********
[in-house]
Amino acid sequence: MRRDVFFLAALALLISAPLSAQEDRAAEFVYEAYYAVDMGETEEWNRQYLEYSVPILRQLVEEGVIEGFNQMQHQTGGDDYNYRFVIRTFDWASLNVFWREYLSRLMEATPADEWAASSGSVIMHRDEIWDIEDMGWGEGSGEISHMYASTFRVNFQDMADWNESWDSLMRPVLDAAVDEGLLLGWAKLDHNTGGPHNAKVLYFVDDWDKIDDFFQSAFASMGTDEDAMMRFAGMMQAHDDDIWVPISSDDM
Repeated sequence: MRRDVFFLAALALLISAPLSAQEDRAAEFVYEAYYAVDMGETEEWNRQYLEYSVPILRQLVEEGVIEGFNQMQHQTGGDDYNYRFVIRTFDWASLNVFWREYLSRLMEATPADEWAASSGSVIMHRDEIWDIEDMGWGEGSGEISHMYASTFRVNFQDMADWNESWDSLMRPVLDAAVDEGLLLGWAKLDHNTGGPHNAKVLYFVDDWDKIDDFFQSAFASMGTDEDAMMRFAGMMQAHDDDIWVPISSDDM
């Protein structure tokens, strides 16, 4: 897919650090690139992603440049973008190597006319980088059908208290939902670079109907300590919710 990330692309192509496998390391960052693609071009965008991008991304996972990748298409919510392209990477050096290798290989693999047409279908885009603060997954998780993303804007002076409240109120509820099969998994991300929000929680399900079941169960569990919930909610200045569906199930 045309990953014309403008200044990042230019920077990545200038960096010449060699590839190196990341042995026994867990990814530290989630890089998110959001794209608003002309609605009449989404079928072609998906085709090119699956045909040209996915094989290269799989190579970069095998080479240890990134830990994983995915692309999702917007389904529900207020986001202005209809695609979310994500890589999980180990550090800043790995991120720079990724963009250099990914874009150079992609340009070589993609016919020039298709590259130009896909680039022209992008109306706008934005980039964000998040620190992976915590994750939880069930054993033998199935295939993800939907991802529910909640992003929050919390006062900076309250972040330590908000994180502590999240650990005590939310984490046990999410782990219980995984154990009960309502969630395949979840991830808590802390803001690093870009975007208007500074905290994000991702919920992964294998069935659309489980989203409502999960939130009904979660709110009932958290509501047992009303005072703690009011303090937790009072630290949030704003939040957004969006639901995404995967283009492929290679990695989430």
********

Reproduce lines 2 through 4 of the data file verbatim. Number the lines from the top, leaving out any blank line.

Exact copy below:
Amino acid sequence: MRRDVFFLAALALLISAPLSAQEDRAAEFVYEAYYAVDMGETEEWNRQYLEYSVPILRQLVEEGVIEGFNQMQHQTGGDDYNYRFVIRTFDWASLNVFWREYLSRLMEATPADEWAASSGSVIMHRDEIWDIEDMGWGEGSGEISHMYASTFRVNFQDMADWNESWDSLMRPVLDAAVDEGLLLGWAKLDHNTGGPHNAKVLYFVDDWDKIDDFFQSAFASMGTDEDAMMRFAGMMQAHDDDIWVPISSDDM
Repeated sequence: MRRDVFFLAALALLISAPLSAQEDRAAEFVYEAYYAVDMGETEEWNRQYLEYSVPILRQLVEEGVIEGFNQMQHQTGGDDYNYRFVIRTFDWASLNVFWREYLSRLMEATPADEWAASSGSVIMHRDEIWDIEDMGWGEGSGEISHMYASTFRVNFQDMADWNESWDSLMRPVLDAAVDEGLLLGWAKLDHNTGGPHNAKVLYFVDDWDKIDDFFQSAFASMGTDEDAMMRFAGMMQAHDDDIWVPISSDDM
């Protein structure tokens, strides 16, 4: 897919650090690139992603440049973008190597006319980088059908208290939902670079109907300590919710 990330692309192509496998390391960052693609071009965008991008991304996972990748298409919510392209990477050096290798290989693999047409279908885009603060997954998780993303804007002076409240109120509820099969998994991300929000929680399900079941169960569990919930909610200045569906199930 045309990953014309403008200044990042230019920077990545200038960096010449060699590839190196990341042995026994867990990814530290989630890089998110959001794209608003002309609605009449989404079928072609998906085709090119699956045909040209996915094989290269799989190579970069095998080479240890990134830990994983995915692309999702917007389904529900207020986001202005209809695609979310994500890589999980180990550090800043790995991120720079990724963009250099990914874009150079992609340009070589993609016919020039298709590259130009896909680039022209992008109306706008934005980039964000998040620190992976915590994750939880069930054993033998199935295939993800939907991802529910909640992003929050919390006062900076309250972040330590908000994180502590999240650990005590939310984490046990999410782990219980995984154990009960309502969630395949979840991830808590802390803001690093870009975007208007500074905290994000991702919920992964294998069935659309489980989203409502999960939130009904979660709110009932958290509501047992009303005072703690009011303090937790009072630290949030704003939040957004969006639901995404995967283009492929290679990695989430």